The Pennsylvania chapter has coupled their rapid membership growth with many opportunities for members to get involved with on-the-ground habitat improvement projects in 2019. Members attended two work days, with the Pennsylvania Game Commission and other sportsmen’s organizations, to improve ruffed grouse and American woodcock habitat on state game lands in Bradford County. Other projects included improving fishing access points at Delaware Water Gap National Recreation Area, removing invasive plant species and “adopting” a trail at Raccoon Creek State Park. Sustained habitat and access improvement efforts are planned at both the Delaware Water Gap NRA and Raccoon Creek State Park.
PABHA is also currently working with the Pennsylvania Game Commission to develop an ATV educational signage program to inform public land users of the effects of illegal ATV use. Chapter members have also been busy advocating for legislation that benefits Pennsylvania sportsmen and women.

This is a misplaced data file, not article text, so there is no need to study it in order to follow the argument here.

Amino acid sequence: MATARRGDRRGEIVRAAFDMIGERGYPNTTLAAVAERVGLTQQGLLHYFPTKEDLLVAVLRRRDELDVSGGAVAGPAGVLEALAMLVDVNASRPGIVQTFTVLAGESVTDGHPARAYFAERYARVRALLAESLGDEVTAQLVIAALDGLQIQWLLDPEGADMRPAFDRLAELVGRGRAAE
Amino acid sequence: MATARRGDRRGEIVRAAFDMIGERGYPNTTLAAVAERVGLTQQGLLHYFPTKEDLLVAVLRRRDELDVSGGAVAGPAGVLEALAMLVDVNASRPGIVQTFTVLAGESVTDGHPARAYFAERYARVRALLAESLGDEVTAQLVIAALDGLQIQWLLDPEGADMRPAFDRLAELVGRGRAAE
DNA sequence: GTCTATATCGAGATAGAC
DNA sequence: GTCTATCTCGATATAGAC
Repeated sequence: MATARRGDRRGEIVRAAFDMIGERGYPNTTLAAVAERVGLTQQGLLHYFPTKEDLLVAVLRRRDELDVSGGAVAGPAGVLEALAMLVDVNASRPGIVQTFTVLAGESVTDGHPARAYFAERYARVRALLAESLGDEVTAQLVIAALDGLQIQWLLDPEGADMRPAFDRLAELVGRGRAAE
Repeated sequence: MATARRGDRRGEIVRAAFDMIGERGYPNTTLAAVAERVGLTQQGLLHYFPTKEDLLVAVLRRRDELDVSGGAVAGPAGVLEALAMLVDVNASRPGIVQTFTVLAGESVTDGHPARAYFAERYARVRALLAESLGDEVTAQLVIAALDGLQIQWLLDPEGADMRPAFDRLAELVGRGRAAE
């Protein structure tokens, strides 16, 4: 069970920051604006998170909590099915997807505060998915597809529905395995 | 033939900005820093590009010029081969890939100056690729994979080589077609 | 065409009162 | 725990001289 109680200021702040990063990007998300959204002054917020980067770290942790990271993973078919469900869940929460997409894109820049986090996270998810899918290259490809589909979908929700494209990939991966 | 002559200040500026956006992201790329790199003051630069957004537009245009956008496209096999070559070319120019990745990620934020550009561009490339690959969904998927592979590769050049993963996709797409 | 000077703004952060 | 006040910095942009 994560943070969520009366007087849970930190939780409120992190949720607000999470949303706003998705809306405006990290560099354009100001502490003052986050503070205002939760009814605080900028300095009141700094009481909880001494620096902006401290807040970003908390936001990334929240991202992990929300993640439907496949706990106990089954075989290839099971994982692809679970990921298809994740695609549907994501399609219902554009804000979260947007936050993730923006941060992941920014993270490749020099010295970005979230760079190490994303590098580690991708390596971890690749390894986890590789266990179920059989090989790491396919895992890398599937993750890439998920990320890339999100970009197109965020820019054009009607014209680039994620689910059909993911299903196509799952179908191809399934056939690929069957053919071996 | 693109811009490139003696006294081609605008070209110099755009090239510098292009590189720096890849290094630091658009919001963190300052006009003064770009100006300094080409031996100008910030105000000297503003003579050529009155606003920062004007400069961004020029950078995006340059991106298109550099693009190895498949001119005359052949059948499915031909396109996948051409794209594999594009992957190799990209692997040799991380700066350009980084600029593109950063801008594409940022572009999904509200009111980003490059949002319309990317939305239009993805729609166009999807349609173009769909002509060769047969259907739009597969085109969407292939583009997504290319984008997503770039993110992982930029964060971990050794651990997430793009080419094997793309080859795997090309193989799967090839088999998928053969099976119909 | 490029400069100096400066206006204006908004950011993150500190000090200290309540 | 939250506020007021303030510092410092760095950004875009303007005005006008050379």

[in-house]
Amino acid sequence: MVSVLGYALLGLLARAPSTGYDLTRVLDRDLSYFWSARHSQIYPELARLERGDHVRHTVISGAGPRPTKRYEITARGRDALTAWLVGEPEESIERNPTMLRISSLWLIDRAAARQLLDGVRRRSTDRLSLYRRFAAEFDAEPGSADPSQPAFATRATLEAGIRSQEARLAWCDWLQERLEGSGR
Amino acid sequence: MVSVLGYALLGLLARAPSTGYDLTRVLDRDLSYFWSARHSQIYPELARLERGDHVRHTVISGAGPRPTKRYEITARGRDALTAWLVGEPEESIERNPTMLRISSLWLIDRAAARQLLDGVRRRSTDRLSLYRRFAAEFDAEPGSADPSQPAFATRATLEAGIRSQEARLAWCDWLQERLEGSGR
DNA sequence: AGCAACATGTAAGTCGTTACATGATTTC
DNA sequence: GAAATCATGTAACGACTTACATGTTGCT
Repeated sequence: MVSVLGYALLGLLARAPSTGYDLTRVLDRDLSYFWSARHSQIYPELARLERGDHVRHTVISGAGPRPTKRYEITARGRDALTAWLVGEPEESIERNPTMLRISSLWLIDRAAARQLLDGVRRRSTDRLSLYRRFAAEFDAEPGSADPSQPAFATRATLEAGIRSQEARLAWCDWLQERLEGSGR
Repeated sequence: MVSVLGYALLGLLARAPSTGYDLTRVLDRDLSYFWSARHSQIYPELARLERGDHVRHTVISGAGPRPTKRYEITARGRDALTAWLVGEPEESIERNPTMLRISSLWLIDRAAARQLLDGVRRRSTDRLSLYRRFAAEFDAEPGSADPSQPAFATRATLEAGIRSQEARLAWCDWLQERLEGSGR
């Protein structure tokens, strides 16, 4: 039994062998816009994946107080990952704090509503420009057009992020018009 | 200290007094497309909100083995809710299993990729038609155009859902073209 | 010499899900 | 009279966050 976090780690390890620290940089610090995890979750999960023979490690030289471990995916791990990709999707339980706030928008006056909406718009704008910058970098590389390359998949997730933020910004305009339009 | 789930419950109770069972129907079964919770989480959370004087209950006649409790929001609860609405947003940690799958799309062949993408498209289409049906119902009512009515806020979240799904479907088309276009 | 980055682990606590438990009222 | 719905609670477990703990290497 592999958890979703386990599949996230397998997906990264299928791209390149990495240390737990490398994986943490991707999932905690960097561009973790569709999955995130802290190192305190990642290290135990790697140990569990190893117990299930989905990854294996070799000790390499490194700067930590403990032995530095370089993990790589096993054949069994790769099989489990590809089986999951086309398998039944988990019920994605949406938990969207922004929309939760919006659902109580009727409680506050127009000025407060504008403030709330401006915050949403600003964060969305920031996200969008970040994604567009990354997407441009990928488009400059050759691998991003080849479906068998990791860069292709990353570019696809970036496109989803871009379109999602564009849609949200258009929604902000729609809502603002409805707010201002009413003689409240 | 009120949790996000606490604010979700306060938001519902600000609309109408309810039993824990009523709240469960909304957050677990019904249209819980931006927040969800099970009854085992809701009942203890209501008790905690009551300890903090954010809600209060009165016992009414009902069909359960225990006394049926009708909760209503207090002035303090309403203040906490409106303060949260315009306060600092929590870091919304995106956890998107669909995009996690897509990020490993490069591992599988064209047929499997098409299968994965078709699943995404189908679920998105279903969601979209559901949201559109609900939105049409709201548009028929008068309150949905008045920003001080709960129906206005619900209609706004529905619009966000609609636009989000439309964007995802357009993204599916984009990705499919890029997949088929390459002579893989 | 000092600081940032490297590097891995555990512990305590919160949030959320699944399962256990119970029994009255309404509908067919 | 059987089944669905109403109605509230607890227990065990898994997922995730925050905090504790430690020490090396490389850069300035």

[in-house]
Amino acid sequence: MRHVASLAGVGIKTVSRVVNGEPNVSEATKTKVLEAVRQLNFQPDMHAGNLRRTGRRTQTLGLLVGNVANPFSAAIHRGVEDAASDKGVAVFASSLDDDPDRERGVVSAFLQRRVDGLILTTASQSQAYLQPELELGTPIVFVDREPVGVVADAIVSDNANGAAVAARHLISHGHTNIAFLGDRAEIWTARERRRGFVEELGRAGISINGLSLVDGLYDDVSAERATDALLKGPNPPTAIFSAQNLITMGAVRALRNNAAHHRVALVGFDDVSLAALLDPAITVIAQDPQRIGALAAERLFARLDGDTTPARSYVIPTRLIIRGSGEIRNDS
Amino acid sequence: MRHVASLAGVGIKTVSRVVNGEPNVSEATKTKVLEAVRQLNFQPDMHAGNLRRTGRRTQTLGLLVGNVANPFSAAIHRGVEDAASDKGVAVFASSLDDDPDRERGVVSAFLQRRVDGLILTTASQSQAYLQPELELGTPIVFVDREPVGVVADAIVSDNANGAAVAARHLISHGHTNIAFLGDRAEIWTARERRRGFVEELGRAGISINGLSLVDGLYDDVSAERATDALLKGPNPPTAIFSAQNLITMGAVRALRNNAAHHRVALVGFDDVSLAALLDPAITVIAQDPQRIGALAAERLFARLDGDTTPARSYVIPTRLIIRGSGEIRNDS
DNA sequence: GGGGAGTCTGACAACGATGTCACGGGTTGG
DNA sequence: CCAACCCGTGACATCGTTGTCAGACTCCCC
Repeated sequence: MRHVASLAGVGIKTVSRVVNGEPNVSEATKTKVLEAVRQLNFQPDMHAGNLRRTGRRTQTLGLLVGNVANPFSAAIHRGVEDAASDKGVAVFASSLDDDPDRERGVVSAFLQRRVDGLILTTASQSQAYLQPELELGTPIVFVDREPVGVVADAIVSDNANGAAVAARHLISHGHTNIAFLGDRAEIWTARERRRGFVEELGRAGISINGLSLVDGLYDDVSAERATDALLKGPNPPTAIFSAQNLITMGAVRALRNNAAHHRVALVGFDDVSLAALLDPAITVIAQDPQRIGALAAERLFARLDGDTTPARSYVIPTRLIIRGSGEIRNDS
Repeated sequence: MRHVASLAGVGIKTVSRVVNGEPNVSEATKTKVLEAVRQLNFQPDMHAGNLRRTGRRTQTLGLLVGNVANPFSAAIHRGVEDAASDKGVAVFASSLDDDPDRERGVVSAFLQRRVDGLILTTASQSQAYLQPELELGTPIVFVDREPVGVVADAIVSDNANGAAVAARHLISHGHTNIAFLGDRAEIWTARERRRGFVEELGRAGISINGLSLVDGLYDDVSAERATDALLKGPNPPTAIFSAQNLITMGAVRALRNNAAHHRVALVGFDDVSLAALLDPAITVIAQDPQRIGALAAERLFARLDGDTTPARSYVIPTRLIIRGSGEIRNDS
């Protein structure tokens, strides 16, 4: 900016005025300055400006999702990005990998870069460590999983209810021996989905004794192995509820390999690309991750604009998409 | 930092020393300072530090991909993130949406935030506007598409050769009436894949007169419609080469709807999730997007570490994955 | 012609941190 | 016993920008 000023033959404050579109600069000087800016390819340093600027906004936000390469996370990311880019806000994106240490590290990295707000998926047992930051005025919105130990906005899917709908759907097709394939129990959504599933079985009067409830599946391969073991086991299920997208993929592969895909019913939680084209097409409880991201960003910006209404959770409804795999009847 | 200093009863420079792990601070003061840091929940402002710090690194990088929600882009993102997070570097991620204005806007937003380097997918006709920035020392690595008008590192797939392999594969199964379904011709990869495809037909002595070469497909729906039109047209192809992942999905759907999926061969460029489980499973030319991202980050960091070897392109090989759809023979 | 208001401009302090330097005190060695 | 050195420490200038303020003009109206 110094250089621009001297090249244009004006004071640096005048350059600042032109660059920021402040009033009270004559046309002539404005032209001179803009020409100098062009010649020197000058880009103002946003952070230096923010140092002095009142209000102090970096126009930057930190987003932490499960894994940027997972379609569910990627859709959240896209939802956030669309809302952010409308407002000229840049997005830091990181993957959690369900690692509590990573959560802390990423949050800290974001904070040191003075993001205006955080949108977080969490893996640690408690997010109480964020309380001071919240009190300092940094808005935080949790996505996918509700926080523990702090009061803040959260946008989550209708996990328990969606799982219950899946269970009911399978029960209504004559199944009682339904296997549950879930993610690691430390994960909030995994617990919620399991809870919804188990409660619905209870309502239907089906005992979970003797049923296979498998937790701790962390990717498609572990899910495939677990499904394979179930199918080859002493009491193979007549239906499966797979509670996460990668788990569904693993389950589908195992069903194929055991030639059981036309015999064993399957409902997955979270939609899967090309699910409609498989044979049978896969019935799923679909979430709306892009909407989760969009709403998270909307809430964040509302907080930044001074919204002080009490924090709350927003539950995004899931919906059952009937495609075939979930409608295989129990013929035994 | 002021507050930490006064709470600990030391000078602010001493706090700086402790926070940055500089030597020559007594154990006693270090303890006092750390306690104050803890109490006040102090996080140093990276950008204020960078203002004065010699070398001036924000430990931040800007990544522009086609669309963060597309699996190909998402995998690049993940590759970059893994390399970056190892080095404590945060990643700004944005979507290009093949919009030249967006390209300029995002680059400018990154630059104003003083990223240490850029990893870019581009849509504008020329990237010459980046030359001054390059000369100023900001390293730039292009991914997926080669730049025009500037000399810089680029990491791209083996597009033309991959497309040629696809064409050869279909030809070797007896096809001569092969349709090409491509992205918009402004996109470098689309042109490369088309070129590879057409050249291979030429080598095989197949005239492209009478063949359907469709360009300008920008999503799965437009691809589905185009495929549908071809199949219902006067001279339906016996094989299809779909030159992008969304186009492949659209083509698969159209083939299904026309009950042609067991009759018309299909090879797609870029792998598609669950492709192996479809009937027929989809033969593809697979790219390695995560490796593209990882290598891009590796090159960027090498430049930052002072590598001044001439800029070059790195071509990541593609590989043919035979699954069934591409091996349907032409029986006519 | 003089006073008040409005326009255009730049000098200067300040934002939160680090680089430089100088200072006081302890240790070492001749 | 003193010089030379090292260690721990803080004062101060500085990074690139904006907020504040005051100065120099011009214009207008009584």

On April 10, PABHA officers and board members joined leaders from many of Pennsylvania’s major sportsmen’s organizations at the state capitol to hear from lawmakers and discuss conservation priorities. Talking points focused on the importance of the Environmental Stewardship Fund and the Keystone Fund to hunters and anglers, how sportsmen and women rely on properly funded fish and game agencies to support fishing and hunting opportunities in the state, and how ending the ban on Sunday hunting will dramatically improve access and opportunity for hunters in Pennsylvania. The Pennsylvania chapter also showed support for legislation aimed at increasing the Pennsylvania Game Commission’s ability to purchase and conserve wild public land for wildlife habitat.
It hasn’t been all work this spring with pint nights being hosted in Easton, Scranton and Wilcox. To get involved PABHA habitat projects, policy initiatives or to plan an event near you, please email [email protected].